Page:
Braised food

Millers All Day: Braised okra and tomatoes | Charleston Building Blocks

At Millers All Day, the dedication to Lowcountry culinary heritage is evident in an old mill that sits in a storefront. It was restored by Michael Johnsman, co-owner of downtown Charleston’s restaurant and founder of Edisto Island’s famous Marsh Hen Mill. So, of course, there’s oatmeal on the menu at Millers. In one dish, oatmeal is paired with okra and tomatoes – two vegetables that have also become synonymous with the region’s food scene.

Okra and tomatoes are staple ingredients throughout the South, thanks to both vegetables being in season during the summer, and the tartness of the tomatoes perfectly complements the earthy character of okra. At Millers All Day, executive chef Jeff Allen puts his own spin on the regional stalwart by braising vegetables and pairing them with oatmeal, creating a dish that can be eaten all day.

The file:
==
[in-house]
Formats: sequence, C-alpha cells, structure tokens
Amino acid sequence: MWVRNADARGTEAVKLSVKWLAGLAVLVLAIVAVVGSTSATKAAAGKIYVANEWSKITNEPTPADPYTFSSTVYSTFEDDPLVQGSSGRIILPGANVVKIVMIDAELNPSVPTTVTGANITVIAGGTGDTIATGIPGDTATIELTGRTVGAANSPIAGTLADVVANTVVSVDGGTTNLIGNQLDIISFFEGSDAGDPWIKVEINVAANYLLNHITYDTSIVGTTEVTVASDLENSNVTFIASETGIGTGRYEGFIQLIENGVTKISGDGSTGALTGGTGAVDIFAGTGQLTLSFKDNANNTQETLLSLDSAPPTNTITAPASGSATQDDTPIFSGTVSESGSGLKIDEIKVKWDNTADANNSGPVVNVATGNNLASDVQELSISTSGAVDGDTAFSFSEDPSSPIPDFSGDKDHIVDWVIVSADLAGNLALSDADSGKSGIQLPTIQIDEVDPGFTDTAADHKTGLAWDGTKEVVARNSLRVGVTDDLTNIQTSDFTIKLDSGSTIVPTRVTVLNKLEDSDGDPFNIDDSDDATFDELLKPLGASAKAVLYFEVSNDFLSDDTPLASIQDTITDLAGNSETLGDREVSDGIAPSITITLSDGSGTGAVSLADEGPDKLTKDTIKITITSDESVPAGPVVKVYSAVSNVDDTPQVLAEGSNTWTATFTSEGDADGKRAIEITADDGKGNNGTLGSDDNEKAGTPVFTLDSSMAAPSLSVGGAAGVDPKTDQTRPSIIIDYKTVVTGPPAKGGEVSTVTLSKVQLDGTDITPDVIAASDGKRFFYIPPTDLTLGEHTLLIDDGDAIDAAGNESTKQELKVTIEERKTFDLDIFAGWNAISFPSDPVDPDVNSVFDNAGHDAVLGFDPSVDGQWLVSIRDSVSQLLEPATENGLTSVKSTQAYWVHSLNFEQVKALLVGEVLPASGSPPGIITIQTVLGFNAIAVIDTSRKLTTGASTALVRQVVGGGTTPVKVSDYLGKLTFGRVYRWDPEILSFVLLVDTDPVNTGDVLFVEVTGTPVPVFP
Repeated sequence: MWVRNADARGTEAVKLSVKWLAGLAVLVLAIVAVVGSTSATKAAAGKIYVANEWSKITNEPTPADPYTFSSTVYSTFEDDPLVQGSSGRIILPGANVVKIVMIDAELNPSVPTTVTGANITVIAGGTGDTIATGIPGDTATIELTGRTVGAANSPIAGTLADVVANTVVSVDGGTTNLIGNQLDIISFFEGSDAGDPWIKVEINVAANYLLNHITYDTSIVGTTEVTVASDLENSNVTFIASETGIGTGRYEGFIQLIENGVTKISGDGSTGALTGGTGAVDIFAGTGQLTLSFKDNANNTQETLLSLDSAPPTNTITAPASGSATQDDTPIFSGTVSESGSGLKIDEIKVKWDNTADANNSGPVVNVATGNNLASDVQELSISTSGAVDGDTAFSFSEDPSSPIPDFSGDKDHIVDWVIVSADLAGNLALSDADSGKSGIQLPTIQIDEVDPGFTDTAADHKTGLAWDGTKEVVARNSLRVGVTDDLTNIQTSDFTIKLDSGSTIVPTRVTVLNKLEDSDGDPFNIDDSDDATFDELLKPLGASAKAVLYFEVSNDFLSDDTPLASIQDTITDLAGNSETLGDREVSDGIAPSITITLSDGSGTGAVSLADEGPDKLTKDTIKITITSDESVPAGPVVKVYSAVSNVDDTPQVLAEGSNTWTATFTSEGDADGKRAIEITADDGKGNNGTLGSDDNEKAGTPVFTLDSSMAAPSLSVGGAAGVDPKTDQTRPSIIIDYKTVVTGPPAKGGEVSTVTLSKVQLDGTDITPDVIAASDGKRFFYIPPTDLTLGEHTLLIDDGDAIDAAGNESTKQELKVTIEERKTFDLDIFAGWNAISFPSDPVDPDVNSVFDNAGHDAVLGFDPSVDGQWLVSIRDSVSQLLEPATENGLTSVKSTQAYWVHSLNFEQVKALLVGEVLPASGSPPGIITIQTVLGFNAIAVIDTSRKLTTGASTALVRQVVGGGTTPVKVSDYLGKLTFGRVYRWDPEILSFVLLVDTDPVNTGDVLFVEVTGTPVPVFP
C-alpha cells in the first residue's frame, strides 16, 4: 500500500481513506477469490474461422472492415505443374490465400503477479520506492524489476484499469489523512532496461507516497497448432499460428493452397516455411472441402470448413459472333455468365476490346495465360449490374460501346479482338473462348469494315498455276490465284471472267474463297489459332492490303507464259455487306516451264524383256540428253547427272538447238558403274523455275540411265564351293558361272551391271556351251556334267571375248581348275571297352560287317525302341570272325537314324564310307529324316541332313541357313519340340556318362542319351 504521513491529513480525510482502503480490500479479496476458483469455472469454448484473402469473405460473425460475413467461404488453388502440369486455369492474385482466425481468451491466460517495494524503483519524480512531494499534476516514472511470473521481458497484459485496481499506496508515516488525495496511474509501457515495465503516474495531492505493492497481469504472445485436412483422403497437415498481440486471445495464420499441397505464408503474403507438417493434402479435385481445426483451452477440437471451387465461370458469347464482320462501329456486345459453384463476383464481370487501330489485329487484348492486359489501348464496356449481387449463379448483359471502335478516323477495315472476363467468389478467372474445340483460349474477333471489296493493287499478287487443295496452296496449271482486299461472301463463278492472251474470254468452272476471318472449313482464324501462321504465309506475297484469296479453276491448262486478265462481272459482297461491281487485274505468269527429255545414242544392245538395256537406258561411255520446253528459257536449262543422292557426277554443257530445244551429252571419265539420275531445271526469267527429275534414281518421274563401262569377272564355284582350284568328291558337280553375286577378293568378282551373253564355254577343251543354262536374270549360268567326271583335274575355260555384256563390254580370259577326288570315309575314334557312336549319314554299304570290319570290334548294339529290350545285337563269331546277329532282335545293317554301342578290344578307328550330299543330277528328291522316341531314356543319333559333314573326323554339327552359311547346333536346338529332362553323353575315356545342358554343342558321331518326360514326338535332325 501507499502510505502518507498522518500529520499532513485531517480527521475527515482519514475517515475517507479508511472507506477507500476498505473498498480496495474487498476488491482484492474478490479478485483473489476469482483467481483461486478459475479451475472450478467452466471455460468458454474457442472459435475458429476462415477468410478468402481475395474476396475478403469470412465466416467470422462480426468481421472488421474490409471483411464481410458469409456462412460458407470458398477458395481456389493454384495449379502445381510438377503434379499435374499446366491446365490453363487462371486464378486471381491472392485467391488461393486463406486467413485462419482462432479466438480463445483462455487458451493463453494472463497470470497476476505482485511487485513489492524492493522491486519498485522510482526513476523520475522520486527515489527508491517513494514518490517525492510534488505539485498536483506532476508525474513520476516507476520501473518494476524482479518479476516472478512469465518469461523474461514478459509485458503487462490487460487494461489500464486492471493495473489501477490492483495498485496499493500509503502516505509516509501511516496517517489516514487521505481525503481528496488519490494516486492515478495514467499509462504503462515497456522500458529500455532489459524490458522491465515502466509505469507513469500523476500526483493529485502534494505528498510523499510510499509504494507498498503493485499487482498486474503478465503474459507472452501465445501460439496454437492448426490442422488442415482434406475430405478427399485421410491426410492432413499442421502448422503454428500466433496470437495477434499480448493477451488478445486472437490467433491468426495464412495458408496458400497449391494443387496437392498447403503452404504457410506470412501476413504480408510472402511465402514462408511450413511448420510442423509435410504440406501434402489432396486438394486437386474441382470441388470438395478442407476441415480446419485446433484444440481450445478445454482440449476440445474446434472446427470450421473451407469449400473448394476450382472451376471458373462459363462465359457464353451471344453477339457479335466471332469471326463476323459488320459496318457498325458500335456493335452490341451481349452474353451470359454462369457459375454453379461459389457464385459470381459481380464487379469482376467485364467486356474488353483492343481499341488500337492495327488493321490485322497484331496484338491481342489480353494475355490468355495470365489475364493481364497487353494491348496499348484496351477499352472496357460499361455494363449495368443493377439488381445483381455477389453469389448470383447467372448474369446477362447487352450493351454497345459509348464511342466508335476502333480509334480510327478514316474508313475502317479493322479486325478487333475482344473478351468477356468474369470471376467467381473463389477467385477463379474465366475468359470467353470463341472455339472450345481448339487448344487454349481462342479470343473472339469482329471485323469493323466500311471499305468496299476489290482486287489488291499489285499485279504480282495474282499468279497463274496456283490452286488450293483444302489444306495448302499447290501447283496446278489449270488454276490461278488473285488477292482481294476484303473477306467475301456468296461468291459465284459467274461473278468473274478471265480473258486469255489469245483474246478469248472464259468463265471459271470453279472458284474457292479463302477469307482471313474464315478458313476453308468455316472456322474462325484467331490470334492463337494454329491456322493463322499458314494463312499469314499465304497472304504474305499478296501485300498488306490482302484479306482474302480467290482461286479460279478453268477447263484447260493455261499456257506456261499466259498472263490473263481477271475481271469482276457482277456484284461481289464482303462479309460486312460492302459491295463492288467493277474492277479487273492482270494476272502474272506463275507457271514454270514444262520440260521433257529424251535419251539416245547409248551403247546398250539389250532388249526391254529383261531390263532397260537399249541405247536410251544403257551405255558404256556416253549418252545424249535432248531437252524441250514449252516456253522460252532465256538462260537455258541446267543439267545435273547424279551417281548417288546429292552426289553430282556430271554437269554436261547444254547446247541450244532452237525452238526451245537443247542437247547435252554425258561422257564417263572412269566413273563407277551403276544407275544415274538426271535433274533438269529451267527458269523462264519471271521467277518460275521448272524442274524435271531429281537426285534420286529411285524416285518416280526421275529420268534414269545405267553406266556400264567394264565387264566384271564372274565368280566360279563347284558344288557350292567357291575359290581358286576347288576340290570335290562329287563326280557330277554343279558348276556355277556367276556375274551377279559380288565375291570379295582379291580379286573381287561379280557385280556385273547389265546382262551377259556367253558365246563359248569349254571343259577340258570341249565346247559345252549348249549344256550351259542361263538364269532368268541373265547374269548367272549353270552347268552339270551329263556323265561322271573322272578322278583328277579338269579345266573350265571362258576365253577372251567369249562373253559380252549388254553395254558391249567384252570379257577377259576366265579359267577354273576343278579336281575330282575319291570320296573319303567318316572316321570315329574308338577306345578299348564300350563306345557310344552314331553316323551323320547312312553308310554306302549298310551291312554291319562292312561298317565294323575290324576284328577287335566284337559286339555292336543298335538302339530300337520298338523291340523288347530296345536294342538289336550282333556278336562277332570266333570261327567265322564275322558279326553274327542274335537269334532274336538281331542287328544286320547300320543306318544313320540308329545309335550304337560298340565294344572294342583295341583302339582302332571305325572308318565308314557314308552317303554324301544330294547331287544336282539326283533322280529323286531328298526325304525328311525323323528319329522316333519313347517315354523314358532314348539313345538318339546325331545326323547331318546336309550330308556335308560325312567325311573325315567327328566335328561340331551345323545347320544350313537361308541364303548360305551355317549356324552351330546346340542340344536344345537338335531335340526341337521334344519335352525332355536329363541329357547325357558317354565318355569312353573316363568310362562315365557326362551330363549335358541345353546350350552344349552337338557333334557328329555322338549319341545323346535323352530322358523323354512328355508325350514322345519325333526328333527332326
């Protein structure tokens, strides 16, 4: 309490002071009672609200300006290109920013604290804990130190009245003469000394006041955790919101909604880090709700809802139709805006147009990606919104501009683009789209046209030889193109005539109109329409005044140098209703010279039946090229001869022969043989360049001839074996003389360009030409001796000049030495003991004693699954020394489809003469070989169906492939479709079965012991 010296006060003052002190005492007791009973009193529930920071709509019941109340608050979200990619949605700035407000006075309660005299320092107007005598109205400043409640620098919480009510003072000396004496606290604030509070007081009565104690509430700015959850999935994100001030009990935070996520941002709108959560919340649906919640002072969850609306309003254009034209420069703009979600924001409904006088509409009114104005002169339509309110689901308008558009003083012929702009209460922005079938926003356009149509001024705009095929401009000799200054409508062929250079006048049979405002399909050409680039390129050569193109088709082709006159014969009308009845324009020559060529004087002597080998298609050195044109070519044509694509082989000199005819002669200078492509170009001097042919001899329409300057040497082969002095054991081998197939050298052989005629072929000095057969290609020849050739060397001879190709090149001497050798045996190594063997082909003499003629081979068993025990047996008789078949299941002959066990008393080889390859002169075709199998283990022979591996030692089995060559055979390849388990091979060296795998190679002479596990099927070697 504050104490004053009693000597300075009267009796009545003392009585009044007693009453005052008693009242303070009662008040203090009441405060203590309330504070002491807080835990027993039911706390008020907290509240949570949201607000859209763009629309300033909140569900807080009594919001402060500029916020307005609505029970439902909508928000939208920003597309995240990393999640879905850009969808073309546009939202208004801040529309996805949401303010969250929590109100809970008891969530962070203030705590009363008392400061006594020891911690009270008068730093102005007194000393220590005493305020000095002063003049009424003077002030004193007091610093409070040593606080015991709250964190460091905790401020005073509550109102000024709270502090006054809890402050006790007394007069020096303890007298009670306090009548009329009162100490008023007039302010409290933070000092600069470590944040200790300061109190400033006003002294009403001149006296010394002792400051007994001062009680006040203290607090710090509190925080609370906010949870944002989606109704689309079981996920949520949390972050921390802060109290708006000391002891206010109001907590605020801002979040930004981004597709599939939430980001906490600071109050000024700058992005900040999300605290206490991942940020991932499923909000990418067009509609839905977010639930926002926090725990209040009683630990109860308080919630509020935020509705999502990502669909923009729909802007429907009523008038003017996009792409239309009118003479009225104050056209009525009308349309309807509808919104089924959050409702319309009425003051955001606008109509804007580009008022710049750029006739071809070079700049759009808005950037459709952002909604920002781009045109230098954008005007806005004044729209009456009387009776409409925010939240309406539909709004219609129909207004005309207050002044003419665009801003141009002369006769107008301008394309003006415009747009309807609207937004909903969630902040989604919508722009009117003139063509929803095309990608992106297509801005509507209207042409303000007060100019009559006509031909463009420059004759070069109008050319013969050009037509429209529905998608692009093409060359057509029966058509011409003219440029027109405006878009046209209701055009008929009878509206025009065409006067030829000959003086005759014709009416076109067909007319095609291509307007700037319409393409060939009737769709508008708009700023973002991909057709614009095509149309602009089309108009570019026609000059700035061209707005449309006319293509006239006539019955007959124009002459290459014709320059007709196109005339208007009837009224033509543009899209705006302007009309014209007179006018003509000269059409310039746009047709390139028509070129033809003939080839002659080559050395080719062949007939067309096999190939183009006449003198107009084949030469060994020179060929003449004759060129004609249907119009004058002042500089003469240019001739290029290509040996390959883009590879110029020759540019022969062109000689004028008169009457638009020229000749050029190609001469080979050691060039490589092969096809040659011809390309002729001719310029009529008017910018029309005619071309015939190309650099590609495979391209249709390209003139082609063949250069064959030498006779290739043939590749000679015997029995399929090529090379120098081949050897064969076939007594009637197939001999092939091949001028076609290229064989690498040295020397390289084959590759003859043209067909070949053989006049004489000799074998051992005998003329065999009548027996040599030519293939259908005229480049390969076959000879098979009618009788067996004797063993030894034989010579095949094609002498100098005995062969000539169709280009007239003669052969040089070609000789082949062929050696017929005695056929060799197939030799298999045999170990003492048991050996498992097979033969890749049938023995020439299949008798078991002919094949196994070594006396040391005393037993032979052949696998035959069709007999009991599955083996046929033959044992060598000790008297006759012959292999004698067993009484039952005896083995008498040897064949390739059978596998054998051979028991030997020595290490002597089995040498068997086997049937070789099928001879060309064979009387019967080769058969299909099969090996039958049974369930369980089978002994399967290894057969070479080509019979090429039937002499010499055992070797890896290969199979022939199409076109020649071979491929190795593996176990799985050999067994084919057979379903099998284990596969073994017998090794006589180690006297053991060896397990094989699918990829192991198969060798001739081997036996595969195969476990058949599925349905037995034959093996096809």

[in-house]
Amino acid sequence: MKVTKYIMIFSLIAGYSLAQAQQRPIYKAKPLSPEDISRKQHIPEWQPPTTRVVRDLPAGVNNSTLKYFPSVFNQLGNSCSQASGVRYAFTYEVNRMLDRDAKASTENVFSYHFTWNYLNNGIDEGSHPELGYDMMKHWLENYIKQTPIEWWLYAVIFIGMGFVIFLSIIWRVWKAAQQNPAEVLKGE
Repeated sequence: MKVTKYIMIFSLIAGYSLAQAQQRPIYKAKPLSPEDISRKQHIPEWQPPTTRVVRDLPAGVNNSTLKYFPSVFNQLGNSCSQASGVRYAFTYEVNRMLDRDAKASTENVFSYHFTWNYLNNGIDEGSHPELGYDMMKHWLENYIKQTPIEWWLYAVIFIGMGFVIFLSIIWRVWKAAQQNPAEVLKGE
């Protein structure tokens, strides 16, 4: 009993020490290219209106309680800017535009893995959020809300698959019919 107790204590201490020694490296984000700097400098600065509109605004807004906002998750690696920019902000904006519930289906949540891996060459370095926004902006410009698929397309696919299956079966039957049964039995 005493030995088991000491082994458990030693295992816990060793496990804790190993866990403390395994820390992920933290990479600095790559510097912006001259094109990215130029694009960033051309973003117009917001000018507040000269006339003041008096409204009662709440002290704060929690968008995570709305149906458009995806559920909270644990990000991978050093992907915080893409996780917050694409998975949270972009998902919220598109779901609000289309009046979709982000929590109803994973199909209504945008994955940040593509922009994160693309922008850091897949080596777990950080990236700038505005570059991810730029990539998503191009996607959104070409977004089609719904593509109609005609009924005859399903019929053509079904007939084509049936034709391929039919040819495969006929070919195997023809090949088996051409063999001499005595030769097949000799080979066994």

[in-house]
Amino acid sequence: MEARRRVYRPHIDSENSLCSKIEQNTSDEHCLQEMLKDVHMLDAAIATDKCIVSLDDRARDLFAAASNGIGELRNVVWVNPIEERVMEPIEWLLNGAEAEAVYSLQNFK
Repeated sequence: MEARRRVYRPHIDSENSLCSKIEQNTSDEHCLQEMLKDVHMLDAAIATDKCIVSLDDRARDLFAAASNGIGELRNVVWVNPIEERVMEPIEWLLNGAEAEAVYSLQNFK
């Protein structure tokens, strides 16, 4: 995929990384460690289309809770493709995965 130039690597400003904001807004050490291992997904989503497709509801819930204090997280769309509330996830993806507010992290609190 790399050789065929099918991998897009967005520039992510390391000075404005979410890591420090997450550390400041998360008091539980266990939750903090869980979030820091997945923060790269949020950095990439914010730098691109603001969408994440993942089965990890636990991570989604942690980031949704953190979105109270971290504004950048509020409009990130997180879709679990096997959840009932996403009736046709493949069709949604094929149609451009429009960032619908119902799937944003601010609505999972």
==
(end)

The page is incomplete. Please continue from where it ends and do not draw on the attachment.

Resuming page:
“It’s great fun for me to put a twist on these traditional dishes,” said Allen, who grew up in Connecticut and moved to Charleston in 2014. was expecting.”

The braising process, which involves the food being only partially submerged in liquid — as opposed to stewing, which requires full immersion — brings out the full flavor of the vegetables, Allen said. It starts by searing the okra to get the right texture, while the benne seeds are roasted to bring out their depth. Then he deglazes the pan with the tomatoes, then braises everything for about 45 minutes.

The okra comes from locally-operated Limehouse Produce, while the Alta Cucina canned Italian tomatoes come from Italy and add just the right amount of sweetness. Benne seeds, which come from Marsh Hen Mill, provide a nutty kick, while fresh cilantro brightens the dish and adds a hint of complexity to the flavor profile.

The beans used in the dish are Marsh Hen Mill’s “unicorn” variety, known for its periwinkle color. “The unicorn oatmeal adds a great, rich flavor with a hint of citrus, while adding a lovely purple color that makes the dish stand out,” Allen said. “Pairing those grains with the braised vegetables really brings the whole dish together.”

Building Blocks of Charleston Cuisine is a series that celebrates the connection between the Lowcountry and its vibrant food scene. Each week features a dish, restaurant or chef that has played a role in preserving the region’s culinary history.